How do we measure a nation’s prosperity? How does the Philippines fare?
Despite the difficulties defining prosperity, Legatum Institute, a group based in the United Kingdom, has been ranking countries since 2007 with complicated sets of measures.
But let me backtrack a bit and talk about how this Prosperity Index is just one of several responses to tackling something even more basic: What is development?
Generally, nations’ development levels are still measured mainly by gross national product, or the total value of goods and services produced. Similar measures are the gross national income, and gross domestic product, which are different from GNP but still emphasize economics.
These measures have been questioned for its exclusion of the informal economy (for example, street vendors) and of household work.
In 1990, the UN Development Program adopted the Human Development Index (HDI), which sought to go beyond economic growth alone and incorporated life expectancy at birth, average years of schooling for adults and expected years of schooling for children, and the gross national income per capita.
I followed the HDI rankings through the years, seeing how the Philippines was overtaken by our neighbors.
Then I found this Prosperity Index, which is based on nine pillars: economic quality, business environment, governance, personal freedom, social capital, safety and security, education, health and natural environment. Each pillar has a number of variables, for example economic quality has subpillars like antimonopoly policy, ease of trade, economic inclusiveness.
I’m planning to use this Prosperity Index in my research methods class to show how abstract concepts like personal freedom can be made concrete and measurable.
The conceptual basis for the Prosperity Index is also intriguing, shown in a visual graphic that shows two wheels: economic prosperity and social well-being, each driving the other. As a nation (or a household) accumulates economic resources, it has more to put into health and education. But it is not enough to have financial capital; you also need social well-being generated by social capital.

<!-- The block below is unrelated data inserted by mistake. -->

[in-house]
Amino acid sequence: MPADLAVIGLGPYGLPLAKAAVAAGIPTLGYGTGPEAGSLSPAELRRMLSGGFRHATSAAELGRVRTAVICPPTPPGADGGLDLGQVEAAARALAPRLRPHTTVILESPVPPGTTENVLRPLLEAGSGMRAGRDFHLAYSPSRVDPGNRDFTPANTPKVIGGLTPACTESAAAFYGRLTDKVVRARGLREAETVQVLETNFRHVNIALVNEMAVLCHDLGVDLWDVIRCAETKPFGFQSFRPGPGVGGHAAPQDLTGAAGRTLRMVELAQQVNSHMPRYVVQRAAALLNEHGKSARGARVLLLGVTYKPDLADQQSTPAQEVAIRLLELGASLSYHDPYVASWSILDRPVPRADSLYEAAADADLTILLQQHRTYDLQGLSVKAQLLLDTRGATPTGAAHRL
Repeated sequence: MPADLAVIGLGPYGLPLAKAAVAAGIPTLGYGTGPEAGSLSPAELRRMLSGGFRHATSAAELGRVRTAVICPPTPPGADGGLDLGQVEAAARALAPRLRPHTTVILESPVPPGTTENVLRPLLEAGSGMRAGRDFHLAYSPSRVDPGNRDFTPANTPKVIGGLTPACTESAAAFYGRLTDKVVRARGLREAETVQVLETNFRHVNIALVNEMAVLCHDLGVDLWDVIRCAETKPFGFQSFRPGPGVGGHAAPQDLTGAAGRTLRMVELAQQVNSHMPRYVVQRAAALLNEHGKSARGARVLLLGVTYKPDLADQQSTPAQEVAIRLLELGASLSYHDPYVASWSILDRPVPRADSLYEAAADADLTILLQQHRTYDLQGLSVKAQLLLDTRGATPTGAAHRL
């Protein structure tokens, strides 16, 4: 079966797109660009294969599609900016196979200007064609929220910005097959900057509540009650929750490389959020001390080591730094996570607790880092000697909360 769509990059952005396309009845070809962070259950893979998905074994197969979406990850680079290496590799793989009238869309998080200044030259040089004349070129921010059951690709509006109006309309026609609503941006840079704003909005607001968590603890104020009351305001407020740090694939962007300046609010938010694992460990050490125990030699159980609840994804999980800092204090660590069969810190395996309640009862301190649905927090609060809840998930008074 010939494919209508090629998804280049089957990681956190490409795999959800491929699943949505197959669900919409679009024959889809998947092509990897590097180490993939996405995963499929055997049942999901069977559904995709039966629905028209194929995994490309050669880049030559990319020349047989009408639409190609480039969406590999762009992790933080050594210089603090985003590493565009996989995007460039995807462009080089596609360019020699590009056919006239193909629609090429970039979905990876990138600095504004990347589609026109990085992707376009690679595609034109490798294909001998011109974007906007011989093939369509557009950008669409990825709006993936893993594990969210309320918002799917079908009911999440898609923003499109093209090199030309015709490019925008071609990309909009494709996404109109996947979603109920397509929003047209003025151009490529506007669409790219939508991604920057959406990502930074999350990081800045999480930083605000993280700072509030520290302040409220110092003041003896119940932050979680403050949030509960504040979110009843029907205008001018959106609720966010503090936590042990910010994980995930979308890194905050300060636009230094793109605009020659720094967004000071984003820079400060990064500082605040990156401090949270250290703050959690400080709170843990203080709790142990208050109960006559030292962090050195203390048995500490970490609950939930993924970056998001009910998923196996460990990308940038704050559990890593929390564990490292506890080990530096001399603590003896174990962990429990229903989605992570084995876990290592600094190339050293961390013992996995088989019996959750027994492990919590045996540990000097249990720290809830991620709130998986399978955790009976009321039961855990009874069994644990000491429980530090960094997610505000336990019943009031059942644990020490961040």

Social capital involves the building of social networks and because it is not a familiar term, I’m going to list all the subpillars used in the Prosperity Index: donations, having someone to rely on when you need help, willingness to help a stranger, financial assistance to another household, opportunities to make friends, treating people with respect, voicing one’s opinion to public officials, doing volunteer work, voting in elections and, this one made me smile, confidence in the local police.
Even more intriguing in the conceptual chart, in the center of the two wheels, is “the pursuit of virtue” especially by a nation’s leadership. Morality, trust and a service-orientation constitute “virtue.” This pursuit of virtue is not itself measured, but is supposedly reflected in the various outcomes.
The Prosperity Index gives us not just something to boast about but an incentive to further improve our strengths. The rankings across countries also provide us with warnings on how a country’s Prosperity Index can quickly drop.
So, what’s the good news?
We rank 62nd among 149 countries, higher than Thailand (74th), Vietnam (81st) and, would you believe, China (82nd)?
Our fairly good overall ranking comes from our high scores in various social capital measures (social norms and personal and social relationships), the natural environment (preservation efforts) and governance (government performance).
I can imagine some readers reacting with incredulity but I can believe those ratings, which are relative to other countries. If the situation seems bad, for example, seeing all the garbage around us, we have to remember there have been gains made in other areas of environmental conservation, often invisible.
It is important to keep accumulating social capital. The Prosperity Index researchers noted how Brazil’s overall ranking has dropped drastically over the years as it loses social capital. That could very well happen in the Philippines as we become divided from each other by a lack of trust.
We should also note areas where we did poorest: for the safety and security pillar we ranked low in national security, security of living conditions, while for health there is a high prevalence of illness and risk factors. For the business environment, we rated poorly when it comes to access to credit.
This Prosperity Index should get us thinking at an individual level, of both material wealth as well as a sense of social well-being. It’s not surprising two of the variables used under the pillar for health are “joy” and “sadness.”
Are you feeling prosperous today? Think Filipino; think “masagana.”
(You can download the report, as well as papers on their methodology and data, on prosperity.com)
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